EverQuest has been running for a very long time, and the game’s successes are pretty transparent to anyone who has been playing the game for the whole run (or even a fraction of it). But what about the bad ideas? Executive producer Holly Longdale, lead designer Jonathan Caraker, and assistant lead designer Alan VanCouvering have looked back on the game’s 16-year history and talk about the bad ideas that never quite made it into the game.
Among the stories recounted are tales about the zone of immobile diarrhea, the clock zone, and an entire zone centered on a terrifying gingerbread man. Yes, all of these things were discussed, and some were even prototyped, but none of them ever made it into the live game. Read more about some bad ideas, including some that players got to see if not actively use, in the full article.
While fans are surely looking forward to Neverwinter’s sixth expansion
, which is launching just two weeks from now, a portion of the anticipation may be due less to the expansion itself and more to the two characters that are headlining it. Elemental Evil
is bringing in two beloved characters from the Balder’s Gate
series: Minsc and Boo. Come April 7th
players will be able to hobnob with the memorable duo of ranger and miniature giant space hamster that captured many a heart. But how exactly will these two play into the events in-game? How will players get to interact with them? And will they go for the eyes
We talked to Randy Mosiondz, senior game designer on Neverwinter, to find out.
You know, I need another fantasy MMORPG in my life like I need another hole in my head. But thanks to a nifty lore-centric video published this week by Turbine, I’m (re)installing Lord of the Rings Online and dusting off my stable of alts.
The vid runs for about an hour, and it features lead world-builder and lore monkey Chris Pierson chatting with Mythgard’s Corey Olsen and Wheaton College English professor Michael Drout about Tolkien’s works and Turbine’s interpretations of them. Click past the cut for the full clip!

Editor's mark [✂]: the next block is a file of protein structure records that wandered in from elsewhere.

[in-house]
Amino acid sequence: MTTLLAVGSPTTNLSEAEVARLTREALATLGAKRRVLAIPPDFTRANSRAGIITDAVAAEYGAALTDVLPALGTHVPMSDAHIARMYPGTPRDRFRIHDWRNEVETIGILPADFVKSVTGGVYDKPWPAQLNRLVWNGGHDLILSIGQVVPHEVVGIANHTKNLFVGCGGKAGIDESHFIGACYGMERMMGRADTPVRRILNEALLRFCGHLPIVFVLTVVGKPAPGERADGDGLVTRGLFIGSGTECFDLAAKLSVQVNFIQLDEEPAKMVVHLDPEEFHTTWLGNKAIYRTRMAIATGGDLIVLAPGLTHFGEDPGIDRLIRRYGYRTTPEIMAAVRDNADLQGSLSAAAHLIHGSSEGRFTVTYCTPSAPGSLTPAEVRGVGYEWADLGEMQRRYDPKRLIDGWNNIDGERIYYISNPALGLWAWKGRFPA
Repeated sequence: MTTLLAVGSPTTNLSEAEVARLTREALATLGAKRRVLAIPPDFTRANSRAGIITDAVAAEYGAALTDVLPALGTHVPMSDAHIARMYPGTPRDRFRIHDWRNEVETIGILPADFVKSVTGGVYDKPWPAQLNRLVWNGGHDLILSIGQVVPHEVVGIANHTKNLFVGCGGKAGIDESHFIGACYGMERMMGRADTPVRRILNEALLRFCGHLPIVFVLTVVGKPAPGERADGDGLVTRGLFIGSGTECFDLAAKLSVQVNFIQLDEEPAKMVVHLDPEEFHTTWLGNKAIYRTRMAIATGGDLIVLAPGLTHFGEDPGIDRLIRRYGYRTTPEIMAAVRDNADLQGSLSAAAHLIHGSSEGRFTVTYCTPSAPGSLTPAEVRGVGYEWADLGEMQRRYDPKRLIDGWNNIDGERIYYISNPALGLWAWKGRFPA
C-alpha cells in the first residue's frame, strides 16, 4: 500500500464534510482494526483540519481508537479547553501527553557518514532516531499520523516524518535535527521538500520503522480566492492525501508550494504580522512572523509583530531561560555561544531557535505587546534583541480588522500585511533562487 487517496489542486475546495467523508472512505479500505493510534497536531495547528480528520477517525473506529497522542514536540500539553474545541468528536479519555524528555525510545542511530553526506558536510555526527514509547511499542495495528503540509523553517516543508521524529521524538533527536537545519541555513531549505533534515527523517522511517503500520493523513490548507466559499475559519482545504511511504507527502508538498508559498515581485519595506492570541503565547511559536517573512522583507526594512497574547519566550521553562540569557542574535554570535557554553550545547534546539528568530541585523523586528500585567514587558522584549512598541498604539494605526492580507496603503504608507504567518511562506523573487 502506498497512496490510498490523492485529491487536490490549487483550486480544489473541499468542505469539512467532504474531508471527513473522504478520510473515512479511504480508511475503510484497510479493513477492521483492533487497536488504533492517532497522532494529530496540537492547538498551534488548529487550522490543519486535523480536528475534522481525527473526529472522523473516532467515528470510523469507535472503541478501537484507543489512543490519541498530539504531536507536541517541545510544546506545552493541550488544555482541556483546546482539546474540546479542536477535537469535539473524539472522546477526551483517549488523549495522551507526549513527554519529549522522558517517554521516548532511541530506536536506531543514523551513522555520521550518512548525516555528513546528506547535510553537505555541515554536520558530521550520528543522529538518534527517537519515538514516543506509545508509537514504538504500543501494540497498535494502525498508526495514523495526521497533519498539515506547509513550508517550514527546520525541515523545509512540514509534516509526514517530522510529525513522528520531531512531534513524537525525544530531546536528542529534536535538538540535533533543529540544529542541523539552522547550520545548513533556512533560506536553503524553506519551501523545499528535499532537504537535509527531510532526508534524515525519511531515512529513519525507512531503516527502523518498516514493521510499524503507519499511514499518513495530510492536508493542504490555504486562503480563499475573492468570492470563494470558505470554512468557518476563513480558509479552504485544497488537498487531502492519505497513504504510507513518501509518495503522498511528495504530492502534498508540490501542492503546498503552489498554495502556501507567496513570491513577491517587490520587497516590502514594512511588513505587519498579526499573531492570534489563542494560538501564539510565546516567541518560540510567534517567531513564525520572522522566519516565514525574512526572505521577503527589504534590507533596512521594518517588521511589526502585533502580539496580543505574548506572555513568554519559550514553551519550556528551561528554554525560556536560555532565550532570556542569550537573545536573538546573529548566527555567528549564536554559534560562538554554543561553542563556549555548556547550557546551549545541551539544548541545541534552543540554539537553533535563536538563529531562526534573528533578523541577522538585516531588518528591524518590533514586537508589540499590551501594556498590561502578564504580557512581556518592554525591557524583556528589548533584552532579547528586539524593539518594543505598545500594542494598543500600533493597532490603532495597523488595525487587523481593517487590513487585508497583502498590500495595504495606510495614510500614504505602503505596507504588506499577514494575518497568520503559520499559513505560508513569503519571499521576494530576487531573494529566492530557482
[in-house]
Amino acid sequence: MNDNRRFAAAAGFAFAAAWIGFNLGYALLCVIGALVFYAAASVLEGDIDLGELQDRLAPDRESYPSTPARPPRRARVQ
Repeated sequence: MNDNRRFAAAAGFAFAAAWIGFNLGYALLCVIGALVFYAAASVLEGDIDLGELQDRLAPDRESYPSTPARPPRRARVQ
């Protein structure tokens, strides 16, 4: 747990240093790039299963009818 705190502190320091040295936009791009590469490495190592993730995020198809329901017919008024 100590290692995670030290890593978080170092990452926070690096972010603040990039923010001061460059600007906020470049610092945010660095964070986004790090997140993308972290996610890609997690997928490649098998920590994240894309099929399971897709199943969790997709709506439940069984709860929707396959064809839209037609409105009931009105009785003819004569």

Origins of Malu has certainly had a long, bumpy road to launch. Showing up on our radar back in August 2011, this title has weathered two engine changes (each necessitating starting over), unsuccessful cowdfunding ventures, and even a name change as the design changed to offer the battlegrounds first. And this past Friday, at the very last minute, the team learned that the launch would be further delayed because of something beyond its control on Steam’s end. But that’s behind the game now, and the first iteration of the game with battlegrounds is live today.
Throughout the whole process, the team has been dedicated to bringing this game to life, going so far as to keep funding it out of pocket throughout the journey. We sat down with founder Michael Dunham to talk about why the additional wait was needed, what players can expect now, and when the full MMO is coming out.
Gamers Nexus spoke with industry legends Richard Garriott and Chris Roberts over the weekend, but I couldn’t tell you the first thing about the interview content.
That’s because the pair engaged in a lively discussion of zero gravity physics while the video crew was testing its camera setup, and the resulting chat was more interesting than most of the footage obtained, according to an off-camera commenter.
Garriott, you may recall, has significant experience in zero gravity due to his adventures in spaaaaace, and he spends the better part of three minutes explaining how momentum and various actions work in such an environment. Click past the cut to have a look!